Skip to comments.Navy's 'Top Gun' jet takes final flight
Posted on 09/23/2006 8:40:26 AM PDT by Ready4Freddy
VIRGINIA BEACH, Va. - The F-14 Tomcat, the dogfighting Cold War fighter jet immortalized in the movie "Top Gun," made its ceremonial final flight Friday in a display that suggested the timing was right for retirement.
Pilot Lt. Cmdr. David Faehnle and radar intercept officer Lt. Cmdr. Robert Gentry gave a final salute from inside their cockpit before aircraft no. 102 taxied down the runway and out of sight at Oceana Naval Air Station.
The plane that actually took off as thousands applauded and whistled, however, was aircraft no. 107, with Lt. Cmdr. Chris Richard at the controls and intercept officer Lt. Mike Petronis in the back seat.
The first jet had mechanical problems "a common occurrence with the F-14," said Mike Maus, a Navy spokesman. The second jet had been on standby just in case.
Before the flight, Adm. John Nathman, commander of U.S. Fleet Forces Command and a former F-14 pilot, said the retiring jet with the moveable, swept-back wings was "sometimes tough to fly" and tough to fix but it was resilient.
"The legacy of this aircraft is not the 'Top Gun' movie," Nathman said. "The legacy is found in America's commitment to win the Cold War."
Built by what was then Grumman Aircraft Corp., the F-14 joined the Navy fleet in 1972 and originally was intended to defend U.S. aircraft carriers from Soviet bombers carrying long-range cruise missiles.
Its dogfighting capabilities were glamorized in the 1986 film "Top Gun," starring Tom Cruise, but the need for such aerial feats dropped steeply when the Soviet Union collapsed in 1991.
The Navy retooled the F-14 as a ground-attack jet, and it dropped bombs over Bosnia and Kosovo in the late 1990s, and helped support ground troops in Iraq as recently as this year.
The jet's replacement is the F/A-18 Super Hornet attack fighter. The Navy's last 22 F-14 aircraft deployed came home to Oceana in March, but one squadron continued to flying the jets until this month.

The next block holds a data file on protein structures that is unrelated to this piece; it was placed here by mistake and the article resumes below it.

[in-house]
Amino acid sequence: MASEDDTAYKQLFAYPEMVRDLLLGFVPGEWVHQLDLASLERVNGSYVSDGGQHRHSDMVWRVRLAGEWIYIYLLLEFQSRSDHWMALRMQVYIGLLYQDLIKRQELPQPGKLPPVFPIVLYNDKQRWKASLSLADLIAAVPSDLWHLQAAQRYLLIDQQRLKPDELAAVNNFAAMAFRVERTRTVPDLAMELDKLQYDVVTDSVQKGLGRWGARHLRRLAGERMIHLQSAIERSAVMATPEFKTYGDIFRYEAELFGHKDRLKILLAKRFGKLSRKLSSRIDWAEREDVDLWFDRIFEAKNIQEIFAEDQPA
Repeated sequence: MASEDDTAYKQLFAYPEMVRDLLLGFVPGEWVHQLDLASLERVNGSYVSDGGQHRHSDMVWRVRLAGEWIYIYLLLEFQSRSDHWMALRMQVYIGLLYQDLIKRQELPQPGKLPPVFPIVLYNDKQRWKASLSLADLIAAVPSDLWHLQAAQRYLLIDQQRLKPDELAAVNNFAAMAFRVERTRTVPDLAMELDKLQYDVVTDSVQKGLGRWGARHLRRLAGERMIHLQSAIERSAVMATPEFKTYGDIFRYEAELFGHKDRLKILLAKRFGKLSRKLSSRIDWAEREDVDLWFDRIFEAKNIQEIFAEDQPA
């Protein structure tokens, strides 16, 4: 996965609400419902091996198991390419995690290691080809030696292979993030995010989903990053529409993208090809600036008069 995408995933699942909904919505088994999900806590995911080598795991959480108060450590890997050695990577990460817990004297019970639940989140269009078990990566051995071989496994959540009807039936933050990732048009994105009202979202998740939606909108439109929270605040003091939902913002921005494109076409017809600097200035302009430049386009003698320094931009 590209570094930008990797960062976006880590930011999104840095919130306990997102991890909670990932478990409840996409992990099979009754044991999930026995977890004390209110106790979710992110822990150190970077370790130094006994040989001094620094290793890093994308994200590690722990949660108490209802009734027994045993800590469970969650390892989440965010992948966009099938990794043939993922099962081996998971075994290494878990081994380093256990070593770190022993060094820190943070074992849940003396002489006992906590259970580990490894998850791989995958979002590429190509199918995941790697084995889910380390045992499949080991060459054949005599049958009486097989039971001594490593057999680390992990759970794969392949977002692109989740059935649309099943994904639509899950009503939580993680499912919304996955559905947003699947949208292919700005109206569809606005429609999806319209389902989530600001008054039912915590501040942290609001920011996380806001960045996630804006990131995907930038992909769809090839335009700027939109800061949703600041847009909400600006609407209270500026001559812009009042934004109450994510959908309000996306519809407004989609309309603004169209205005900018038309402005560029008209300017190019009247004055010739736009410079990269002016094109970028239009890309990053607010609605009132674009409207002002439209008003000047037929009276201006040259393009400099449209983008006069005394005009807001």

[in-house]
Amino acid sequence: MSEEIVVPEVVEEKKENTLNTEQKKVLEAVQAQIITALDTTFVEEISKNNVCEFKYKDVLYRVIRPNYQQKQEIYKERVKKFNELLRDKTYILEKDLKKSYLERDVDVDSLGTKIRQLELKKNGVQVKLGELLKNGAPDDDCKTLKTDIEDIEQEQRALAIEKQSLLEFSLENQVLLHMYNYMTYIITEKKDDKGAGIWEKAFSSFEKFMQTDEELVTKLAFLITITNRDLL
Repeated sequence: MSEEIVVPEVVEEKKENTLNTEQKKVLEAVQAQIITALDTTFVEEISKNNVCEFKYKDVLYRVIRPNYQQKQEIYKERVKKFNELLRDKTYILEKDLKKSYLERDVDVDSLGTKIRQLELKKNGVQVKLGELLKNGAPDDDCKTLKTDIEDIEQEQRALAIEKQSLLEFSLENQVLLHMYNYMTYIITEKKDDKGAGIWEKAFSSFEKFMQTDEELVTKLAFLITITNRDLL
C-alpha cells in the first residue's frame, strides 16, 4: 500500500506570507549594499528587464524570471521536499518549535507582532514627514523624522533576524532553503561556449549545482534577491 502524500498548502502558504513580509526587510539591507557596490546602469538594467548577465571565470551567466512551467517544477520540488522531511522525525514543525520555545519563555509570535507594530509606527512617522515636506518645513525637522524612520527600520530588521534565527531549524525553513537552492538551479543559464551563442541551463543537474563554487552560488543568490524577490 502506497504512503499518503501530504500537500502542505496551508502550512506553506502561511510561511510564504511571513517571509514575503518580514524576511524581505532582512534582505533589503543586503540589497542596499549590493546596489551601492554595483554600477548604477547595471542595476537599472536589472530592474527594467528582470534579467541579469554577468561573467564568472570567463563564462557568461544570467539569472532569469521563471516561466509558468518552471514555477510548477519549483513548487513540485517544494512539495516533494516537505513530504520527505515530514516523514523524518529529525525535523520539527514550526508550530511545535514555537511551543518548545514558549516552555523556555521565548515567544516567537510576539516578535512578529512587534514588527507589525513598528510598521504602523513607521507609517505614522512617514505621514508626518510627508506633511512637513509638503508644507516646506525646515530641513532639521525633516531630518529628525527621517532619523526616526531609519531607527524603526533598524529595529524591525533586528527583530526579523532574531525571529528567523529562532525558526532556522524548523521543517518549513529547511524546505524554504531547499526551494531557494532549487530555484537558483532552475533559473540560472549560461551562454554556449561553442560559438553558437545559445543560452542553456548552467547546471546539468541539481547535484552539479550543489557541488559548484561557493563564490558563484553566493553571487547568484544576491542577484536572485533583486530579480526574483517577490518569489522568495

Gentry likened retiring the Tomcat to "losing a member of the family."
"It's a bittersweet moment to look and realize that pretty soon you won't be flying that aircraft," he said. "There are few aircraft that elicit such a strong bond between the air crew and the maintainers and the people who build them."
About 3,000 guests mainly former aviators, mechanics, suppliers and builders were on hand for the jet's official retirement. The last flying F-14s will go to museums such as the Virginia Aviation Museum in Richmond, which received one last week.
Mike Boehme, the museum's executive director, expects the F-14 to be a big draw. "There's a certain mystique about it," he said.
A sad story, indeed :(
Here's one on the last flight / official retirement.
The F-14 was a badass plane... one of the best ever flown in combat.
Thank you, VOA, I was expecting the link to work, but I guess the html in the body of the article prevented that. 'preciate the assistance, and I won't forget to add the appropriate html when posting articles again.
Will they be sold to other countries? I believe there are still F-4s flying in remote corners of the world.
F-4.......physical proof that if you put big enough engines in a brick, it will fly.....
All of my fellow freepers who were fortunate enough to fly one I envy.
Same rules that apply to other subjects should apply to something this pretty.
One thing I'll never see in my lifetime...the final flight of the C-130 Hercules, which first flew the year I was born.
While the Tomcat is/was indeed a fantastic airplane, which I think should have been modernized rather than retired, you'll find the same thing said about almost every airplane, even the trash haulers. Those who devote their lives to flying them, or keeping them flying, grow to love them.
Even "Old Shaky" the C-124. One of the guys in my old reserve unit flew those, and the nearly notorious (for killing its crews and passengers) C-133. He speaks with similar fondness of *both* of them.
The fabulous F-14 Tomcat. Literally armed for Bear(s). (Bear == NATO code name for Tu-95 (and follow on) bomber)
The only other country flying F-14s after today will be Iran, Pike says. Starved for spare parts, the Iranians struggle to keep the jets in flight.
Smuggled parts will be even harder to come by after the Navy retires the Tomcat.
"Nobody will be sorrier to see them go than the ayatollahs," Pike says.
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